17 Oct 2019

Elite Equine and Tips for Controlling Infection in Your Horses


Josie L. Traub-Dargatz, Doctor of Veterinary Medicine, shares her experience on ways to control infection in horses:

“Many horses, like people today, live a fast-paced life.  Horses are on the road to shows, breeding farms, racetracks and trail rides. It is critical to manage each horse to avoid an illness that could compromise performance in the short run or even result in permanent impairment of their ability to perform or result in loss of life.

An even larger impact would be felt by the horse owner if an infectious disease outbreak occurs on their farm.   If many horses become ill, this can result in substantial financial cost of treatment, lost use and potentially loss of business if horses are unable to move on or off of the facility for a time.

A farm that has had an infectious disease outbreak in their horses can become stigmatized, which in turn can affect their business for a long period of time, even after the outbreak is resolved.

The first part of an infection control plan would include working with a veterinarian to develop a comprehensive vaccination program.  A vaccination program needs to be tailored to the individual horse and the horses at a given facility.  The ultimate goal of vaccination is to maximize the horse’s resistance to specific disease-causing agents if exposed.

Since stress and nutritional deficiencies, especially trace mineral deficiencies, can result in degradation of innate immunity, it is important to address these areas in the overall infection control plan. Assuring that the horse is as comfortable as possible during transportation and when housed can help to minimize the adverse effects of stress.

The horse owner should consider working with a professional to evaluate the horse’s diet to be certain not only meet his need for protein and energy, but also vitamins and minerals. These micronutrients can play a key role in his resistance to disease.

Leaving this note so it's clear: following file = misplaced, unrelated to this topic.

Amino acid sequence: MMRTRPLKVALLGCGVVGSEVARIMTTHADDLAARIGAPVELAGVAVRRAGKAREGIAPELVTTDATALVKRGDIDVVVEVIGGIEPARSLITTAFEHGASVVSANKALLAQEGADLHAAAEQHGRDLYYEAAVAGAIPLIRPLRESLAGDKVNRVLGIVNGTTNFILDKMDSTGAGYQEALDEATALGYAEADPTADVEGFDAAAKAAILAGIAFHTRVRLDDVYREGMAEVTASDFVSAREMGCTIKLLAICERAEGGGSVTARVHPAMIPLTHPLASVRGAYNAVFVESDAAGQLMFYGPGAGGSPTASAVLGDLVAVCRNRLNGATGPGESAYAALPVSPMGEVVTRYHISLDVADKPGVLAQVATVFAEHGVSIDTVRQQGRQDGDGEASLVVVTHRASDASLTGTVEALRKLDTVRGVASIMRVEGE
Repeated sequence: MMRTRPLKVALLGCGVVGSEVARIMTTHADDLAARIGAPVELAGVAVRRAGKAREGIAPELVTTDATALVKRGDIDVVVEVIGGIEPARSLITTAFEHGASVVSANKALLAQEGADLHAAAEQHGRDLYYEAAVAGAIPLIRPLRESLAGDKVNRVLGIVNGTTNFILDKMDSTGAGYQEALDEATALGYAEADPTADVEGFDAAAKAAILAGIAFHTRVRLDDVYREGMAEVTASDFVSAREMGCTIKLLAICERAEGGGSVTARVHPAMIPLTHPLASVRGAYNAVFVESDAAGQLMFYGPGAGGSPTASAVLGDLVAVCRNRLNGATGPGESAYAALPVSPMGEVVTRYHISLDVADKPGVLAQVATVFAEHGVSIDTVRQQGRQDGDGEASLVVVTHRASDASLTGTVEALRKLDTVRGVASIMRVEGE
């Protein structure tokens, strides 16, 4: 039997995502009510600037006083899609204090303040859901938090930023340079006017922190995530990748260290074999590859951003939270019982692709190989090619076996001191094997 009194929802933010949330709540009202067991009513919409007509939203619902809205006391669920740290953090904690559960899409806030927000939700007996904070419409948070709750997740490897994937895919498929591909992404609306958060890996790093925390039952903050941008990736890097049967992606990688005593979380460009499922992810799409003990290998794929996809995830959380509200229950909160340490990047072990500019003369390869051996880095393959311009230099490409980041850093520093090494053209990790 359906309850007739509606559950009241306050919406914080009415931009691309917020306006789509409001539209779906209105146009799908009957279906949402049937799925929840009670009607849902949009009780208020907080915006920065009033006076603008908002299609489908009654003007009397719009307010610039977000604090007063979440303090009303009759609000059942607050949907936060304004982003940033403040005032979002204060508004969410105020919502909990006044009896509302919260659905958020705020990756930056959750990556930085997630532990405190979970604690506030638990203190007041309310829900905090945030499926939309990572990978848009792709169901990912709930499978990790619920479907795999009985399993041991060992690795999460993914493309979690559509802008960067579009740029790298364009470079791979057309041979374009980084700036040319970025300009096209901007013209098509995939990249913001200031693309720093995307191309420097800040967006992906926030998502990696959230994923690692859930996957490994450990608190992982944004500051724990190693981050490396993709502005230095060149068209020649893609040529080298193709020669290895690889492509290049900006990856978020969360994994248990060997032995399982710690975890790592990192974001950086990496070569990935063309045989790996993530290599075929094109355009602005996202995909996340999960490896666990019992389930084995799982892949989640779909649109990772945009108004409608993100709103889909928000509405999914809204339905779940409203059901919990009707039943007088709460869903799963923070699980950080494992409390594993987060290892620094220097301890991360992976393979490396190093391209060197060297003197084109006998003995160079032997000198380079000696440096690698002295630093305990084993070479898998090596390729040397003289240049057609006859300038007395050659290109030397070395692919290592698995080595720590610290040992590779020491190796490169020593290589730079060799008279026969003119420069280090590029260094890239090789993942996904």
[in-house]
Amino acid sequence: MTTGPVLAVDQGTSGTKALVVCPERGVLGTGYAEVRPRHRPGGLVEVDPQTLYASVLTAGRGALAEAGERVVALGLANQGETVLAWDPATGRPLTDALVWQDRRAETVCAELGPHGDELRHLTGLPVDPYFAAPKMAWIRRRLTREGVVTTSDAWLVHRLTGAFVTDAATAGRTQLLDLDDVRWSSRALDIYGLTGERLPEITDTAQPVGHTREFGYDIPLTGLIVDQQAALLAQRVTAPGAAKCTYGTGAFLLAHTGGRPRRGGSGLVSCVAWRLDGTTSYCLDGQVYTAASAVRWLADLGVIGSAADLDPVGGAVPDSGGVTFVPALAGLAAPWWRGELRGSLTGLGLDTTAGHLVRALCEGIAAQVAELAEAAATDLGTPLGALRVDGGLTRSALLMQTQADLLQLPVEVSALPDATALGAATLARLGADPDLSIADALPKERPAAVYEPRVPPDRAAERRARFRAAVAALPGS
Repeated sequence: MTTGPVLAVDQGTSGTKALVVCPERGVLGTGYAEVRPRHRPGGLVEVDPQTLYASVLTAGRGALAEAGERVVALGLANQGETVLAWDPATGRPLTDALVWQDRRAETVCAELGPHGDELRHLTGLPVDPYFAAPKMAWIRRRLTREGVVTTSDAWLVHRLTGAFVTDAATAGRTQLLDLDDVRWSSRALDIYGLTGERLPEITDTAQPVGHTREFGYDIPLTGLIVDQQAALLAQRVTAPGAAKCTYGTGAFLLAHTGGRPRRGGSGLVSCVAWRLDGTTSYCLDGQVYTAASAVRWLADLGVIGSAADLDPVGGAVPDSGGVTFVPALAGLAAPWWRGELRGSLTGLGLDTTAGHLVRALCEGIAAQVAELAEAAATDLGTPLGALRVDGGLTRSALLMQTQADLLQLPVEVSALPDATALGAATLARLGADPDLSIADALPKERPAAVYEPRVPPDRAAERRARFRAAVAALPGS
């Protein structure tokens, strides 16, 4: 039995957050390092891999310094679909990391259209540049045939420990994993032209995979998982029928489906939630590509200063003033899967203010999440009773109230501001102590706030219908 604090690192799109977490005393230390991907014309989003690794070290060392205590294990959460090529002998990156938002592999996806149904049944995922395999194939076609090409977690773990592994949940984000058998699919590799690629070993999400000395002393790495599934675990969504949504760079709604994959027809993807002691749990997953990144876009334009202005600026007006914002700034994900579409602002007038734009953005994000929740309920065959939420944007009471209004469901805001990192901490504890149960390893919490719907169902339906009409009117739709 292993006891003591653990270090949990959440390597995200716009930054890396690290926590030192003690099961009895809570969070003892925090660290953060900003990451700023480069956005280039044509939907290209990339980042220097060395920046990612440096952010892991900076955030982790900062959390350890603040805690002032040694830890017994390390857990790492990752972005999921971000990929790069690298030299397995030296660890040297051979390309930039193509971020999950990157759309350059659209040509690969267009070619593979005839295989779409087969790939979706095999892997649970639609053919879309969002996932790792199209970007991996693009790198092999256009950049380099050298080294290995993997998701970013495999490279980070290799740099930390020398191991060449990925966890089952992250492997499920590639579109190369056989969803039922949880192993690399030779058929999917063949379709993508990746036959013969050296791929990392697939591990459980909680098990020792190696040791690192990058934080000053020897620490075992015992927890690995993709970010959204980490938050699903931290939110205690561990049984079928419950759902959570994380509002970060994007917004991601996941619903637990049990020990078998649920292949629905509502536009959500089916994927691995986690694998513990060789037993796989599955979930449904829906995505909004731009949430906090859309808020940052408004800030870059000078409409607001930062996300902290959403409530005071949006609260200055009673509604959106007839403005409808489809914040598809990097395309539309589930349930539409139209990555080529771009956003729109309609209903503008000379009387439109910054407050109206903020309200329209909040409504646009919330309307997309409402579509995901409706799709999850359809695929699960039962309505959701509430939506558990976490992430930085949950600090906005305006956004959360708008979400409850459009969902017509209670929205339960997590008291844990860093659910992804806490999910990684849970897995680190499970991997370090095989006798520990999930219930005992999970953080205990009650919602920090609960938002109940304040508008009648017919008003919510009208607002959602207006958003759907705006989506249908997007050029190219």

The second major part of an infection control plan should be focused on reducing or preventing exposure of the horse to infection causing agents.  There is no question this is the part that will require more work on the horse owner’s part and will be more difficult to do.  So, you might say “do I really need to do it?”  I believe the answer is yes.

A few examples of ways to reduce or prevent exposure of your horse to infection causing agents:

  1. Collect and discard manure at least once a week. Do this in both the paddock and pasture areas.
  2. Consider segregating horses based on the risk they may pose for infectious diseases. Horses that have travelled to sites where horses congregate, have been at a veterinary hospital or those that are new to your farm may be more likely to shed infectious disease agents.
  3. Design the horse facility to make it as easy to clean as possible. Porous surfaces and dirt floors will be impossible to clean adequately if they become contaminated with certain bacteria that can cause disease in horses.” [1]

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